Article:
Congress seek wider consultation
In a joint submission to the Australian Government, the Uniting Aboriginal and Islander Christian Congress and the Northern Regional Council of Congress have urged more robust consultation with First Peoples about a suite of proposed reforms to the Aboriginal Land Rights (Northern Territory) Act currently before the Senate.
The submission expresses a deep concern that a narrow consultation process has meant First Nations Peoples of the Northern Territory are generally unaware of the proposed changes or their impact.
UAICC National Interim Chair Rev Mark Kickett, who co-signed the submission with NRCC Chair Jamie Nyaningu, said the two weeks allowed for submission on the Bill was not enough time for First Nations people to be properly consulted and to engage with the complexities of the Bill.
“First Nations People seek the right to self-determination, and that means we have control and choice about how our community’s needs are met, and it also means that we are consulted and listened to,” said Rev Kickett.
“In respect to this proposed amendment, further and wider consultation is needed to ensure meaningful engagement with the traditional owners.”
The amendments were introduced to Parliament in late August following a three-year development process alongside the four Northern Territory Land Councils. Among a suite of changes are a new Aboriginal-controlled investment body, practical land administration reforms, and streamlined exploration and mining processes on Aboriginal land.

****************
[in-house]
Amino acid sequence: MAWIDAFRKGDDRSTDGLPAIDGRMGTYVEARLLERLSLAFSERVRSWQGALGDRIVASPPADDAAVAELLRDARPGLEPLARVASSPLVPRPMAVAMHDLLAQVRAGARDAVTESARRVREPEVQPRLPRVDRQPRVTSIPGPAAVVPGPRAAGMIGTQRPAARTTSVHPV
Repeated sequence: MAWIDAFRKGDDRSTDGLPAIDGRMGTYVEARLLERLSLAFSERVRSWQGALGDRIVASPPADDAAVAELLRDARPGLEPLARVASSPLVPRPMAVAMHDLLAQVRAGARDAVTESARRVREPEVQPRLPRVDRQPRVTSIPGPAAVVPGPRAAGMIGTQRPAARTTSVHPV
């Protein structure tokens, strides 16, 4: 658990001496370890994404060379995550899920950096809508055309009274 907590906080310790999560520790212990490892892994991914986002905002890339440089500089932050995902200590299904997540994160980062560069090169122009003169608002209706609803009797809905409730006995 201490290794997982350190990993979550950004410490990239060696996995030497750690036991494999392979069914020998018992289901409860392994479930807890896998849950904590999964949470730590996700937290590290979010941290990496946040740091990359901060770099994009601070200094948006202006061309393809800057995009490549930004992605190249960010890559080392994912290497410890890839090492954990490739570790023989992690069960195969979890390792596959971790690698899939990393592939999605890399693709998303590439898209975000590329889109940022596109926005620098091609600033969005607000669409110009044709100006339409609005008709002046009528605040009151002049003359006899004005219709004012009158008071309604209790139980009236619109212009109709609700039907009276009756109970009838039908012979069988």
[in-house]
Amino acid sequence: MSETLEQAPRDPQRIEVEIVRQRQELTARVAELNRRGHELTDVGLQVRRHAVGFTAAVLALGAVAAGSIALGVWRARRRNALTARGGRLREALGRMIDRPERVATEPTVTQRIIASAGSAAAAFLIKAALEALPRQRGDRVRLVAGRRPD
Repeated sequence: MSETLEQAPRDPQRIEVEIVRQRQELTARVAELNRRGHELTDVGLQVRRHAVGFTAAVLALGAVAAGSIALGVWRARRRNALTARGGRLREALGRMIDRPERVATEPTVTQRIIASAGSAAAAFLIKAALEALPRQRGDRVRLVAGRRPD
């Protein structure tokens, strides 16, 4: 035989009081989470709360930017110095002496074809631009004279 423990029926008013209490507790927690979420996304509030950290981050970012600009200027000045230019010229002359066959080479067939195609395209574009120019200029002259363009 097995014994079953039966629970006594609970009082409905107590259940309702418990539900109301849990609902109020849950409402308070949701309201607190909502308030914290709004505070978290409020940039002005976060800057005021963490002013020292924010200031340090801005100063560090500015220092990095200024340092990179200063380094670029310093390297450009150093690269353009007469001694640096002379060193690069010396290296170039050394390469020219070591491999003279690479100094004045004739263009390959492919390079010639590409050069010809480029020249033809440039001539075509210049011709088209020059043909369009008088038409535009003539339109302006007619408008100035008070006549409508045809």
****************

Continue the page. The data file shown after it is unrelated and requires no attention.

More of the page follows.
The submission cites a 1999 recommendation of the Standing Committee on Aboriginal and Torres Strait Islander Affairs that amendments to the Land Rights Act should not be made before meaningful engagement with Traditional owners has taken place.
“These recommendations continue to hold true and are the foundation principles for ‘informed consent’. It is our belief they have not been followed appropriately in developing and drafting the Bill that is before the Senate,” the submission notes
In the submission, Congress also expressed concern that both the consultation process and reforms themselves compromise the agency of local communities by locating undue power with land councils, which it states have often failed to hear and faithfully represent the wishes of First Peoples.
“Many of the Bill’s proposed amendments appear to be inconsistent with the stated objective ‘to enhance Aboriginal control over land management.’”
“Should the Bill pass, the Australian Parliament will have failed to meet the standards of full, prior and informed consent that the United Nations Declaration on the Rights of Indigenous Peoples (UNDRIP) mandates and to which we as a nation have agreed.”
The Uniting Church Assembly also made a submission to express its full support of the joint submission put forward by the UAICC and NRCC.